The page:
While Reid recovers, Tonto buries the dead rangers. Reid vows to bring the killers and others like them to justice. So he asks Tonto to make a sixth grave to make people think that he had died as well. But Collins is also still alive, and tries to kill the pair so he can take Tonto's horse, Scout. But he falls to his death while trying to drop a rock on Reid. Thus perished the only other man who knew that Reid survived.

By happenstance, the pair discovers a magnificent white stallion, wounded by a buffalo. Reid and Tonto nurse the stallion back to health, which is then adopted by Reid as his mount, Silver. Whenever the Ranger mounts Silver he shouts, "Hi-yo Silver, away!" which besides sounding dramatic, originally served to tell the radio audience that a riding sequence was about to start. (Bill Cosby explained, in "Cosbyology", that when the TV version came around, The Lone Ranger still used the line "Hi-yo Silver, away!" for reasons he could not figure out.)

They also find an old mentor of Reid's, who has discovered a lost silver mine some time back. Reid's mentor is the only one other than Tonto who knows the identity of the Lone Ranger, and he is willing to work it and supply Reid and Tonto with as much silver as they want. Using material from his brother's Texas Ranger vest, Reid fashions the mask that will mark him as the Lone Ranger. In addition, the Lone Ranger decides to use only silver bullets--the precious and valuable metal serves to remind the masked man that life, too, is extremely precious and valuable, and, like his silver bullets, not to be wasted or thrown away. Vowing to fight for justice and never to shoot to kill, together, the Lone Ranger and Tonto wander the Old American West helping people and fighting injustice where they find it. During these adventures, Tonto often referred to the Ranger as "kemo sabe" (often spelled "quimo sabe" but pronounced the same way), a word he said meant "faithful friend" or "trusty scout" in his tribe's language.

The Lone Ranger displayed in the adventures that he was also a master of disguise. At times, he would infiltrate an area using the identity of "Old Prospector", an old-time miner with a full beard, so that he can go places where a young masked man would never fit in, usually to gather intelligence about criminal activities.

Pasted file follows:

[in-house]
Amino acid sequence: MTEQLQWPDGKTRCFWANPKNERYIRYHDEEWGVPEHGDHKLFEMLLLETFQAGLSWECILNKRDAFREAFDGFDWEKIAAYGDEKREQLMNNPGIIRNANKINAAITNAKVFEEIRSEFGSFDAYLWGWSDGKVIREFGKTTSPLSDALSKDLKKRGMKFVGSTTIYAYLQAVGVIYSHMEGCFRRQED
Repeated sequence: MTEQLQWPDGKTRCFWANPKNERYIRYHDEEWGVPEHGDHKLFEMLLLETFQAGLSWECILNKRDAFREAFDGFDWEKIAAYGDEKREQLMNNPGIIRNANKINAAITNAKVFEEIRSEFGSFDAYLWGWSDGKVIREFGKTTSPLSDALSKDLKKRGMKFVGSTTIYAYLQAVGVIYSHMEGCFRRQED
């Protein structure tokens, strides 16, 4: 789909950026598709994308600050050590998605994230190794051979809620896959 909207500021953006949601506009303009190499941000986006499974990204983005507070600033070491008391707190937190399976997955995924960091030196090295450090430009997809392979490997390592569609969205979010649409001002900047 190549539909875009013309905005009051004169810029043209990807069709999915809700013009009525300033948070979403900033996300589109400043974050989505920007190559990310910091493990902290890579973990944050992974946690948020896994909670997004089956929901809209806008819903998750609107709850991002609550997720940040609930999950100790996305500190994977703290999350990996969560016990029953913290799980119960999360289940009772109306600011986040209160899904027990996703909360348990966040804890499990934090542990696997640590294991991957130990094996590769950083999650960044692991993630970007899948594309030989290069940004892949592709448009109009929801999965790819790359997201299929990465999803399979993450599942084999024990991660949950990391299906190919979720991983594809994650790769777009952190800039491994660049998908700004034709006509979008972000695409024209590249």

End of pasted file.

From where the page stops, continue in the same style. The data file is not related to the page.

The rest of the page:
According to "The Legend of Silver", a radio episode broadcast September 30, 1938, before acquiring Silver the Lone Ranger rode a chestnut mare called Dusty. After Dusty was killed by a criminal that Reid and Tonto were tracking, Reid saved Silver's life from an enraged buffalo, and in gratitude Silver chose to give up his wild life to carry him. Silver's sire was called Sylvan, and his dam was Musa.

The origin of Tonto's horse, Scout, is less clear. For a long time, Tonto rode a white horse called White Feller. In the episode titled "Four Day Ride," which aired August 5, 1938, Tonto is given a paint horse by his friend, Chief Thundercloud, who then takes and cares for White Feller. Tonto rides this horse, and simply refers to him as "Paint Horse," for several episodes. The horse is finally named Scout in the episode "Border Dope Smuggling," which was broadcast on September 2, 1938. In another episode, the lingering question of Tonto's mode of transport was resolved when the pair found a secluded valley and the Lone Ranger, in an urge of conscience, released Silver back to the wild. The episode ends with Silver returning to the Ranger bringing along a companion who becomes Tonto's horse, Scout.